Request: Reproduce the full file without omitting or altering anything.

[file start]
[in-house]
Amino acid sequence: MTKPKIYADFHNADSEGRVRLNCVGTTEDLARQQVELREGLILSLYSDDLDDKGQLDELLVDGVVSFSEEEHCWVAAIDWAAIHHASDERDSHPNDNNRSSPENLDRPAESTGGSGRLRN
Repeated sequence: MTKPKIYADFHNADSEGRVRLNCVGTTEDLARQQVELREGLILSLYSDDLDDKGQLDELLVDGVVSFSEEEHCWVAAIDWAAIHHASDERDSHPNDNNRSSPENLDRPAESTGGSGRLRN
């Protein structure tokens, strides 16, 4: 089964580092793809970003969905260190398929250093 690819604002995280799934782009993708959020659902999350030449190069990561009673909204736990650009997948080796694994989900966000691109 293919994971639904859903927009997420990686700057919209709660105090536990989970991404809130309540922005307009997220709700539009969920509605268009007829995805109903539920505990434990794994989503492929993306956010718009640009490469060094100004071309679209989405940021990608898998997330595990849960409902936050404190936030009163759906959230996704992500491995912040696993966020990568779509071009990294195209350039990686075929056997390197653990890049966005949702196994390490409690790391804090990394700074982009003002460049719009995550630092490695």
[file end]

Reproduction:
[in-house]
Amino acid sequence: MTKPKIYADFHNADSEGRVRLNCVGTTEDLARQQVELREGLILSLYSDDLDDKGQLDELLVDGVVSFSEEEHCWVAAIDWAAIHHASDERDSHPNDNNRSSPENLDRPAESTGGSGRLRN
Repeated sequence: MTKPKIYADFHNADSEGRVRLNCVGTTEDLARQQVELREGLILSLYSDDLDDKGQLDELLVDGVVSFSEEEHCWVAAIDWAAIHHASDERDSHPNDNNRSSPENLDRPAESTGGSGRLRN
């Protein structure tokens, strides 16, 4: 089964580092793809970003969905260190398929250093 690819604002995280799934782009993708959020659902999350030449190069990561009673909204736990650009997948080796694994989900966000691109 293919994971639904859903927009997420990686700057919209709660105090536990989970991404809130309540922005307009997220709700539009969920509605268009007829995805109903539920505990434990794994989503492929993306956010718009640009490469060094100004071309679209989405940021990608898998997330595990849960409902936050404190936030009163759906959230996704992500491995912040696993966020990568779509071009990294195209350039990686075929056997390197653990890049966005949702196994390490409690790391804090990394700074982009003002460049719009995550630092490695």